Blog: Personal Stories
“I had a very close shave...”
(Pte C H Lester, 1 October 1917)
As many soldiers will testify, war can be as much about luck as it is about training and equipment. Luck can take many forms, such as being in the right place at the right time, and the closely related not being in the wrong place at the wrong time. The men listed below are a few examples of these places and the sometimes very short distance between them.
Lt William Henry Guard (2DRL/0879)
Recently, I have been working on the papers of Field Marshal the Lord Birdwood, the First World War British General who commanded the Australian Corps for much of the First World War (including at Gallipoli). Amongst the papers, donated by the Birdwood family in the 1960s, I have found a story I think is suitable for a Valentine’s Day blog entry.
When we think of Christmas we think of presents, decorations and most importantly Christmas dinner. What was Christmas dinner like for those at war?
Private Charles Bennett (PR04245) writes in his letters home about the Christmas dinner he had in an English camp in 1916. He had: Turkey, Ham, Roast Potato, Peas, Parsnips, Xmas pudding, Café au Lait, apples, orange, bananas, saffron cakes, mince pies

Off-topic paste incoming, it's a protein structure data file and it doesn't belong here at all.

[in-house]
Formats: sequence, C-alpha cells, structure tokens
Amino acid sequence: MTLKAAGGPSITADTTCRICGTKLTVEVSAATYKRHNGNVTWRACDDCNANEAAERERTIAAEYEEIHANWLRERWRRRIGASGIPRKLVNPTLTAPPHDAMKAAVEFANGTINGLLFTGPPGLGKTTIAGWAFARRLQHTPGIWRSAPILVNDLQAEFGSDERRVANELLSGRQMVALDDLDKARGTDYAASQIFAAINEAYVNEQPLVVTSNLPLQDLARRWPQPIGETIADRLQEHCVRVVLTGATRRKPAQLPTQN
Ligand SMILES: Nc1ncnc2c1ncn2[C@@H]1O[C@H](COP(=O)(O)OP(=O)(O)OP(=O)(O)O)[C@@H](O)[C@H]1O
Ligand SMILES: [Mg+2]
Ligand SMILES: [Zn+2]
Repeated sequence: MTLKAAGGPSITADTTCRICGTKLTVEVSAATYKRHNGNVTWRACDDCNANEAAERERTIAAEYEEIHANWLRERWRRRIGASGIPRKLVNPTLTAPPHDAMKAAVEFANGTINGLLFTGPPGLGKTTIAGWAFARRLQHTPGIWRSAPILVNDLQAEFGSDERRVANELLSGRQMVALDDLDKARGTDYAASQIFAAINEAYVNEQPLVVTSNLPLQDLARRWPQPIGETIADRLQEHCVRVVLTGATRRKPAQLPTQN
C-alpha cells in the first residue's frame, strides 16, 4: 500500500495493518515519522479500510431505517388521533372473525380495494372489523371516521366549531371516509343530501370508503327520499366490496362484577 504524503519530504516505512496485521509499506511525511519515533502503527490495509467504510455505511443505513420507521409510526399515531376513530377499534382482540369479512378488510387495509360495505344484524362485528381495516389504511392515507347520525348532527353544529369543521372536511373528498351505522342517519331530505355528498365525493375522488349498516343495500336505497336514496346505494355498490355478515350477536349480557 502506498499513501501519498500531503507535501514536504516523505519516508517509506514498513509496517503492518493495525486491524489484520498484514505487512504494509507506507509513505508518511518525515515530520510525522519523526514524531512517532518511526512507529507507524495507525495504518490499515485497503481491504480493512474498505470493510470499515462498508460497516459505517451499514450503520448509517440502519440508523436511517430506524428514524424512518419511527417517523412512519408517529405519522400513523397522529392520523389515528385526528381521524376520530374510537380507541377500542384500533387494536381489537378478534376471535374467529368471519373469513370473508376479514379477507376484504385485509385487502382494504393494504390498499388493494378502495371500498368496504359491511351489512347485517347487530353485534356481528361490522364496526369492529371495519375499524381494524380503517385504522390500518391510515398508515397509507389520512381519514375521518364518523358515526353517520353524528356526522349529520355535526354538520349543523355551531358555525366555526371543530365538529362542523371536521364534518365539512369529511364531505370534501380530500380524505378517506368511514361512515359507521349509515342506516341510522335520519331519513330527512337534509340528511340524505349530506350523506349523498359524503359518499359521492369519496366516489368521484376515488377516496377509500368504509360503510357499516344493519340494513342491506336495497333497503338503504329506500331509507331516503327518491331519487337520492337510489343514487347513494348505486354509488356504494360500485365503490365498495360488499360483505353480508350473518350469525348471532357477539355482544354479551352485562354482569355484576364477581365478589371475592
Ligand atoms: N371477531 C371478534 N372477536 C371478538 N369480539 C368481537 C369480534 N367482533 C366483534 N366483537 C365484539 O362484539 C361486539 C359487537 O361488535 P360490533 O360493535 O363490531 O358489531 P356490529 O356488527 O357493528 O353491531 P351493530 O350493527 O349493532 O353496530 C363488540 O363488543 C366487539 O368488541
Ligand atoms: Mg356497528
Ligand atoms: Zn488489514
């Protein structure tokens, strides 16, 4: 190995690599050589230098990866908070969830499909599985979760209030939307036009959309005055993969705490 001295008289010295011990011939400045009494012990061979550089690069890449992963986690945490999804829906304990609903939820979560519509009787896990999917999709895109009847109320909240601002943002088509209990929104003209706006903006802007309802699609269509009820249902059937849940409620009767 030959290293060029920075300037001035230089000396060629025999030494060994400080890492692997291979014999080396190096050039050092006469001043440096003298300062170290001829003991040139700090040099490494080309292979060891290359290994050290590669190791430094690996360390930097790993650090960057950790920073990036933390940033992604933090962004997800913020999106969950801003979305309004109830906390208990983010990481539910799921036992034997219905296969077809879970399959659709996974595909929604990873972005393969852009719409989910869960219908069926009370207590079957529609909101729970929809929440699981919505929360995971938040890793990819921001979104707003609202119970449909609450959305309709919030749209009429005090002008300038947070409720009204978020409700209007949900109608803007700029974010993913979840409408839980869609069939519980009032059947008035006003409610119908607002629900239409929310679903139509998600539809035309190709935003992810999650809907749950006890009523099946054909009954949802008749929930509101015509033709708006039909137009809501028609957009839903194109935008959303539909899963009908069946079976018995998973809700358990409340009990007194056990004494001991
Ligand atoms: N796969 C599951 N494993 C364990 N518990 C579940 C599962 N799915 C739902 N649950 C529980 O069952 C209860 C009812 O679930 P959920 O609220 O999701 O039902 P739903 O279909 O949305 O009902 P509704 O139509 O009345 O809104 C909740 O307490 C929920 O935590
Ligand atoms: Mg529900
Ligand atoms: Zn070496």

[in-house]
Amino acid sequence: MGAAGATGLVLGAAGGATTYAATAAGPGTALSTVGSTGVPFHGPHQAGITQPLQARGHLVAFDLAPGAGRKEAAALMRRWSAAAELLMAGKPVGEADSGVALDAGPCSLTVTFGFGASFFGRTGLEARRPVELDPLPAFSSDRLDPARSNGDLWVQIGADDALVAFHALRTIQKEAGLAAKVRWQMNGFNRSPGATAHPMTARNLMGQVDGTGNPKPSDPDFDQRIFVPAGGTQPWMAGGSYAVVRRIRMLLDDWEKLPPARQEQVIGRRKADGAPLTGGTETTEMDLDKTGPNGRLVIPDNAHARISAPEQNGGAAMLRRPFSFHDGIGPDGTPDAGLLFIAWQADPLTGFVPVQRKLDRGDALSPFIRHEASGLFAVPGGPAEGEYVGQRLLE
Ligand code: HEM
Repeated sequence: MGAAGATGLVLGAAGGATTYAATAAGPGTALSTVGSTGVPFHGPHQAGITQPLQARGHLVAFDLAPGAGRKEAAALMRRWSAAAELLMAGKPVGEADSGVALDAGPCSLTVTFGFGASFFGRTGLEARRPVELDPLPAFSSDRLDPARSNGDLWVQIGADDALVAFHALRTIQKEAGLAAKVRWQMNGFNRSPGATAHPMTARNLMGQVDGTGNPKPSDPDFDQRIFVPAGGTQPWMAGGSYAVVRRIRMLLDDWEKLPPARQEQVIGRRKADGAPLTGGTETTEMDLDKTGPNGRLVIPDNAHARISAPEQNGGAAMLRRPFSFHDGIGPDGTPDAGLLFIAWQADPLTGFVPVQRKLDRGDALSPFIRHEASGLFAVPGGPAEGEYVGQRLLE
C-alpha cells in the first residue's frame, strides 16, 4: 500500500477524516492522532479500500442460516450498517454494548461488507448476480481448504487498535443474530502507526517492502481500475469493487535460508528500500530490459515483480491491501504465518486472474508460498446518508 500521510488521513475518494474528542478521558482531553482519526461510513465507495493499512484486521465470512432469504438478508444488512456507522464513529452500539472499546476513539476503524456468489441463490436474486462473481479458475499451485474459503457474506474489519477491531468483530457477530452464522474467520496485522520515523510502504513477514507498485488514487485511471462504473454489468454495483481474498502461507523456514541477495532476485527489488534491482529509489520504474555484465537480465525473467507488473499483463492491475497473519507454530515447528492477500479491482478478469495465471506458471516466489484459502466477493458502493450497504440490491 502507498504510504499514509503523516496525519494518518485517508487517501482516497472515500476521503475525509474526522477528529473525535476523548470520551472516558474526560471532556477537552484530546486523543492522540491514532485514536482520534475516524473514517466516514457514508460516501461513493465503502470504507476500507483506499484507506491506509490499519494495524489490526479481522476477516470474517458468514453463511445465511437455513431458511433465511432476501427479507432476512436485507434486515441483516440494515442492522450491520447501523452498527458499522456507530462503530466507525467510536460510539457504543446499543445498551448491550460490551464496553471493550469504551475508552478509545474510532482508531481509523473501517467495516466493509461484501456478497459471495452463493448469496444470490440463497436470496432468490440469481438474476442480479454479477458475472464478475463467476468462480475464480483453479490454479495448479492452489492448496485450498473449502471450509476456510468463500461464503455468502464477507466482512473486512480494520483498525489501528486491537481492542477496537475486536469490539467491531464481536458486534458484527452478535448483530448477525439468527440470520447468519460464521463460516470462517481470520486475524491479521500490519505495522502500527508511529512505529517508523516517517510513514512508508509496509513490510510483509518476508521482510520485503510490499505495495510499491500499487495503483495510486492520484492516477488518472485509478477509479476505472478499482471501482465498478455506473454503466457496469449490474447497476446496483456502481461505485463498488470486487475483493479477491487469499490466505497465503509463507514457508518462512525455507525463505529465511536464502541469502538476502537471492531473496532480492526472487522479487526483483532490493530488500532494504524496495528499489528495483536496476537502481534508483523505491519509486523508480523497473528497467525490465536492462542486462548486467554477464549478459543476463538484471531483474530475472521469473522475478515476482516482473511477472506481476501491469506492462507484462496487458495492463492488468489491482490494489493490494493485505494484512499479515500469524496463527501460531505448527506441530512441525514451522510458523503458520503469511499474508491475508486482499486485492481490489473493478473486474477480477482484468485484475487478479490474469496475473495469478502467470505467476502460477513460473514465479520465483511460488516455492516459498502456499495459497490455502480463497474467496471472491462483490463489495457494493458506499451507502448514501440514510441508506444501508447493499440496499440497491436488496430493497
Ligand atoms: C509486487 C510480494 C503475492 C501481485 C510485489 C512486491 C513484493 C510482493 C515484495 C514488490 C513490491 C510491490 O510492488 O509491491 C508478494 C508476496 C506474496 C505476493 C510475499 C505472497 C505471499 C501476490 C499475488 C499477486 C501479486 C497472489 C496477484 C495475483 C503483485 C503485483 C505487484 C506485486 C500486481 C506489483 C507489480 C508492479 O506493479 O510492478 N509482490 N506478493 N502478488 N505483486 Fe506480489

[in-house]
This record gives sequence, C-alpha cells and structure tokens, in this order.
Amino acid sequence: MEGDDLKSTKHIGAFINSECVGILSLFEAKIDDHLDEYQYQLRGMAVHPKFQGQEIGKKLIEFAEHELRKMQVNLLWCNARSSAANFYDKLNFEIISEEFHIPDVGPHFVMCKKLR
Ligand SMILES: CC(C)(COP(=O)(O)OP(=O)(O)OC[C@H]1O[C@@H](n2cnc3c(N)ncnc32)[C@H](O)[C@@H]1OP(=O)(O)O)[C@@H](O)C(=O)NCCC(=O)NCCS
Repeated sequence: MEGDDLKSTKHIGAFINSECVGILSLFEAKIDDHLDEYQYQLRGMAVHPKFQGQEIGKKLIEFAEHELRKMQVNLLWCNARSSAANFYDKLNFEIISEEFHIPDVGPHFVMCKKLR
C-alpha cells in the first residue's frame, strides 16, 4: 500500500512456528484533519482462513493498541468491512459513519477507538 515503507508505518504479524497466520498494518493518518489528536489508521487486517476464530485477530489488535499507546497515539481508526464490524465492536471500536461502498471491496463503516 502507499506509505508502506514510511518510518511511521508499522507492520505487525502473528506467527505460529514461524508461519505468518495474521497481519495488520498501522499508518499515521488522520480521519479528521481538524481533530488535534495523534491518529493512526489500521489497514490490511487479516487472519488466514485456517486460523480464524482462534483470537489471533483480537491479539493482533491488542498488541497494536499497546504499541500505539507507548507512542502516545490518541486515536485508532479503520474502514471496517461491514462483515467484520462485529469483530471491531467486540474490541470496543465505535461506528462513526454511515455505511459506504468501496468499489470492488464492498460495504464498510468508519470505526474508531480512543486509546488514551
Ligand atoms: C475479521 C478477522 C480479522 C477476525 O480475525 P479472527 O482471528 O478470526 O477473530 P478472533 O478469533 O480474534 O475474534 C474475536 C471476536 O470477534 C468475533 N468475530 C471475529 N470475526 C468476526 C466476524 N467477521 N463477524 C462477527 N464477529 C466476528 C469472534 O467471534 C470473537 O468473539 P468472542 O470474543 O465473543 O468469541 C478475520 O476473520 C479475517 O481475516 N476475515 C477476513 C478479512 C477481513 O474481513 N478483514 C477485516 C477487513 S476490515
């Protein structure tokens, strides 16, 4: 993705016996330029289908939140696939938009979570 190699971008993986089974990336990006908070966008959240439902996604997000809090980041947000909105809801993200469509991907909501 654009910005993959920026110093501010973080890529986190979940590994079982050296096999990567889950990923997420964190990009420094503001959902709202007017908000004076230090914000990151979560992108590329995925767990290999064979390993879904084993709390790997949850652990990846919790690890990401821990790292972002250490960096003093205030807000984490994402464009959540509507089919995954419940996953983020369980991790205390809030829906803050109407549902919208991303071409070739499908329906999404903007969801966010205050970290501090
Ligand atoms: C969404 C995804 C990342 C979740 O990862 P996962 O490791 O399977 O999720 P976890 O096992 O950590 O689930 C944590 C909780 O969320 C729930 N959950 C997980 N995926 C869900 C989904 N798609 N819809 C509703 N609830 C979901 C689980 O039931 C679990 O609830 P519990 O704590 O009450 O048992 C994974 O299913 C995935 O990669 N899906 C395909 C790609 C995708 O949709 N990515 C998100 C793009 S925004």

At the outbreak of the Second World War, there were some 450 Australians serving with the Royal Air Force (RAF) on short-term commissions. Once the Empire Air Training Scheme got underway, thousands more Australians arrived in Britain. Many of them were posted to Royal Air Force squadrons, even though they were members of the Royal Australian Air Force (RAAF).
As a curator cataloguing objects in the Memorial’s collections, I have had the chance to discover and research many interesting war time stories and experiences of Australian service personnel. One such interesting story that I found was of Sergeant Rolstyn Nicholas Tonkin. As a prisoner of the Germans during the Second World War, Tonkin risked severe punishment to provide intelligence for the Allied war effort.
This ANZAC Day marks the 95th anniversary of the start of the Gallipoli campaign, when tens of thousands of British, French and Dominion troops landed on the Turkish coast.
To acknowledge this anniversary, the Australian War Memorial’s Research Centre is displaying previously unseen original letters and diaries relating to the campaign. The Research Centre’s collection is a rich source of records that tells the story of Gallipoli in the words of those who experience it.